UNC-Chapel Hill explores new method for measuring galactic evolution of lithium.
For the first time, hard-to-track lithium has been identified and measured in the atmosphere of burned out stars called white dwarfs, according to a study led by the University of North Carolina at Chapel Hill published online in the journal Science.
Lithium helps power cell phones and computers and stabilize moods. But scientists have been stumped by what’s become of the lithium that was expected from the Big Bang, a discrepancy known as the “cosmological lithium problem.”
While researchers believe exploding stars help distribute lithium throughout the galaxy and deliver most of the lithium we use today in electronics and medicine, the UNC-Chapel Hill study may help measure the amount of lithium created in the initial formation of the universe.
The discovery was made possible by using the Goodman-Spectrograph mounted on the Southern Astrophysical Research telescope which is operated by the Cerro Tololo Inter-American Observatory, part of the National Science Foundation’s NOIR Lab. Study author and UNC-Chapel Hill astrophysicist J. Christopher Clemens led the design of the unique spectrograph which measures how much light is emitted by a white dwarf. Clemens is also senior associate dean for research and innovation in the College of Arts & Sciences.
White dwarfs are the leftover cores that remain when stars die, and they can be surrounded by rocky worlds.
In the study, researchers describe detecting the crushed-up remains of large asteroid-like objects in the atmospheres of two very old white dwarfs whose planets formed 9 billion years ago — long before our own sun, Earth and solar system developed.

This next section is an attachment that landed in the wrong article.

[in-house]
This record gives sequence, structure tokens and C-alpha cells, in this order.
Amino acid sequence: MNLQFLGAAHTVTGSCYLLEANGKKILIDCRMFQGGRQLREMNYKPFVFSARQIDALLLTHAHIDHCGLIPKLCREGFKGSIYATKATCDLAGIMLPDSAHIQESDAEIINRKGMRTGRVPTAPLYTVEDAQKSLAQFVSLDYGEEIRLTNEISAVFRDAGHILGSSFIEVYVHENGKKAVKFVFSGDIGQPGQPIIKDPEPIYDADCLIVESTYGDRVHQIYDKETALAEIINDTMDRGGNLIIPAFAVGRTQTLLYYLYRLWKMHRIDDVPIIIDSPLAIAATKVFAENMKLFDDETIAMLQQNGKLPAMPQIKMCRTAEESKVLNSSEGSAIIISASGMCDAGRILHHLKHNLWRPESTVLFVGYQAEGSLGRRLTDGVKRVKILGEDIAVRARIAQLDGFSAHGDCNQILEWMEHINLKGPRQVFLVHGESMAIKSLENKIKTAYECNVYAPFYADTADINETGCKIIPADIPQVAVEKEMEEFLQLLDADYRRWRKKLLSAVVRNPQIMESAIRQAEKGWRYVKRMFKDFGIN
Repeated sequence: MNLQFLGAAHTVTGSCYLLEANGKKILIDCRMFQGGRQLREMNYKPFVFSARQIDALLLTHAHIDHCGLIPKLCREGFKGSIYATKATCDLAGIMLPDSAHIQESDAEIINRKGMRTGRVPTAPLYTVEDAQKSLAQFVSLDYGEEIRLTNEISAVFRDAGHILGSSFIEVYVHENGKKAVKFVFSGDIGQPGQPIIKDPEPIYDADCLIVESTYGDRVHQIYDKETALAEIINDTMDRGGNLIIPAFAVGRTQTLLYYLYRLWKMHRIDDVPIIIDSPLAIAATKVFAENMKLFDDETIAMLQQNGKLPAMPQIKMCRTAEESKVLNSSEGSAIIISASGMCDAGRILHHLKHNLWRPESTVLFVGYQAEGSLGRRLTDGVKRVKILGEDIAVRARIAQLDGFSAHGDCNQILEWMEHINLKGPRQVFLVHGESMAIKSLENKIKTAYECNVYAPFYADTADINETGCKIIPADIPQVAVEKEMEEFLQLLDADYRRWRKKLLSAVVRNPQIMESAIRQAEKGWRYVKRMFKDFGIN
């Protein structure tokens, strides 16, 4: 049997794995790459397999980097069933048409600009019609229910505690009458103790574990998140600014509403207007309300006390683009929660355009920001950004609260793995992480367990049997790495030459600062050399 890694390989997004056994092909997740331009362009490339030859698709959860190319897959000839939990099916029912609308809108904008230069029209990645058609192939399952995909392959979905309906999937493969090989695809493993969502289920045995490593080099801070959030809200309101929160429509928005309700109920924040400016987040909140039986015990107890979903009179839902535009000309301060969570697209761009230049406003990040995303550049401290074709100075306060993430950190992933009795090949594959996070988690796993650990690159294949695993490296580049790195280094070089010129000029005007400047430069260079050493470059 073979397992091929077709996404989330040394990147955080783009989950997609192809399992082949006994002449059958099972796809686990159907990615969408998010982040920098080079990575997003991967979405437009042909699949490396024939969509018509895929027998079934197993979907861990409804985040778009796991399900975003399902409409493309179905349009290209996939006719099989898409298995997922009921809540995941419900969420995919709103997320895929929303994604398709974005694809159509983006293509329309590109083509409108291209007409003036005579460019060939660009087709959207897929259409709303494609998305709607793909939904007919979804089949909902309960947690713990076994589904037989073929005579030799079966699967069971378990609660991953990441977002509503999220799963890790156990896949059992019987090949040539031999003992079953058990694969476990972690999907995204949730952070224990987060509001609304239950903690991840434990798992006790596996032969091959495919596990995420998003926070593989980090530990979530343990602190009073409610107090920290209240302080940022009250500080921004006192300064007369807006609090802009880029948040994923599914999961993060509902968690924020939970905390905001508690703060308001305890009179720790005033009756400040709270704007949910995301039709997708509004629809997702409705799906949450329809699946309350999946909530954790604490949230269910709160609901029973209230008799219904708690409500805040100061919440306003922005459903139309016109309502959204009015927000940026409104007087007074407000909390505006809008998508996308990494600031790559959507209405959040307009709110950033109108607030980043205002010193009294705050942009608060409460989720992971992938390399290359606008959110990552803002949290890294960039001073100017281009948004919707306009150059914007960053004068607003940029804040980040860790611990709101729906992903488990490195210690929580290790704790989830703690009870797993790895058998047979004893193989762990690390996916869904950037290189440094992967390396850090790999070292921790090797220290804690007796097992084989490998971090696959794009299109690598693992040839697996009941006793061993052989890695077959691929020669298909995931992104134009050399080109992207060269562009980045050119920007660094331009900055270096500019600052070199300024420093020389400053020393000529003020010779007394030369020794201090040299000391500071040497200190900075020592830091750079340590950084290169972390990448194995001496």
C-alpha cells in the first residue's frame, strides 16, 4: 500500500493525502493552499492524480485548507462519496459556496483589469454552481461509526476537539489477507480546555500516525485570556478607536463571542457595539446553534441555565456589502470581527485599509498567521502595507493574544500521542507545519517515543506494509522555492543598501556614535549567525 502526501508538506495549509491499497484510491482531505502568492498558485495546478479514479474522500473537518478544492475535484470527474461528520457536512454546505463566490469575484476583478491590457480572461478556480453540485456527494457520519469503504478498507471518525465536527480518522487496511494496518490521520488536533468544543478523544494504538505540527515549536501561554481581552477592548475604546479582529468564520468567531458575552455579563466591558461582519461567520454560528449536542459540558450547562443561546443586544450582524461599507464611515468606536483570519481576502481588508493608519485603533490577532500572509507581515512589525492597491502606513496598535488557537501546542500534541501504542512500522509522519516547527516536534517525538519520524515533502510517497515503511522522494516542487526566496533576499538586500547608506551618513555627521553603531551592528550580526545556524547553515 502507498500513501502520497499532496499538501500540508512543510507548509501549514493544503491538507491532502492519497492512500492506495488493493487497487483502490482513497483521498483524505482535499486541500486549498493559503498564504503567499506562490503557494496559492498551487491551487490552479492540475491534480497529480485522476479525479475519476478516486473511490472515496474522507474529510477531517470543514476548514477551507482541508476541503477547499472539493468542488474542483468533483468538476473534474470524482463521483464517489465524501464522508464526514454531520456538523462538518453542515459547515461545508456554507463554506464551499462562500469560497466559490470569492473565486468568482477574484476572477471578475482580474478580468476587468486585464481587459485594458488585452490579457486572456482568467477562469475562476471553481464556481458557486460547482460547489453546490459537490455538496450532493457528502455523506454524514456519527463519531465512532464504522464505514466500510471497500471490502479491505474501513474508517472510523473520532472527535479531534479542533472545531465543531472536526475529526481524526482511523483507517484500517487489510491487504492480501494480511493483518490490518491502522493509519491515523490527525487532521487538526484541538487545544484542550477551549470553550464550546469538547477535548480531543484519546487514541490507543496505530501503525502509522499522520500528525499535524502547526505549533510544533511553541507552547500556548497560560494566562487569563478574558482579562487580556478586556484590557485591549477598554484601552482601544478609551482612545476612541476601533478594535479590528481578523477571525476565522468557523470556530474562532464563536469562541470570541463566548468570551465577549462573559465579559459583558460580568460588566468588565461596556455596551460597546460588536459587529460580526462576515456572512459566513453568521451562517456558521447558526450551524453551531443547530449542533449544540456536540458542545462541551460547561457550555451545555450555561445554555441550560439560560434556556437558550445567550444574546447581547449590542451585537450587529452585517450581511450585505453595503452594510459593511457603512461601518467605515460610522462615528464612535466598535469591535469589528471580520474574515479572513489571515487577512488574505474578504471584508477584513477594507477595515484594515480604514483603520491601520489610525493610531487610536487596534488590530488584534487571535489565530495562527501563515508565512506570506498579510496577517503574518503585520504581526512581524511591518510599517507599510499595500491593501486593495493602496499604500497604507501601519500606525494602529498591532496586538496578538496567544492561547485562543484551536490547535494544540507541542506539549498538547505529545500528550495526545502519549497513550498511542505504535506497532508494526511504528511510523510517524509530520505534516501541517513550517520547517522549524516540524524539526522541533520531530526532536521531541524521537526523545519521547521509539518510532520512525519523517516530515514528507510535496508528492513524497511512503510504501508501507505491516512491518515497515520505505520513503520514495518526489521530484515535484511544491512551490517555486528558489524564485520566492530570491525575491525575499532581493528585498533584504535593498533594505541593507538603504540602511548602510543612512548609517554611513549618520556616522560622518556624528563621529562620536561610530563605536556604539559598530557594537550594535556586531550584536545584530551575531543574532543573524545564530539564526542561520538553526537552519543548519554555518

The team was able to measure the chemical make-up of the asteroids, and for the first time identified and measured both lithium and potassium from an extrasolar rocky body.
“Our measurement of lithium from a rocky body in another solar system lays the foundation for a more reliable method of tracking the amount of lithium in our galaxy over time,” Clemens said.
The Big Bang, the leading explanation for how the universe began 13.8 billion years ago, produced three elements: hydrogen, helium and lithium. But lithium measurements in sun-like stars have never added up to scientists’ predictions.
Of the three elements, lithium presents the biggest mystery.
“Eventually with enough of these white dwarfs that had asteroids fall on them, we will be able to test the prediction of the amount of lithium formed in the Big Bang,” said Ben Kaiser, first study author, graduate research assistant and Ph.D. student in the department of physics and astronomy in the College of Arts & Sciences.
By University Communications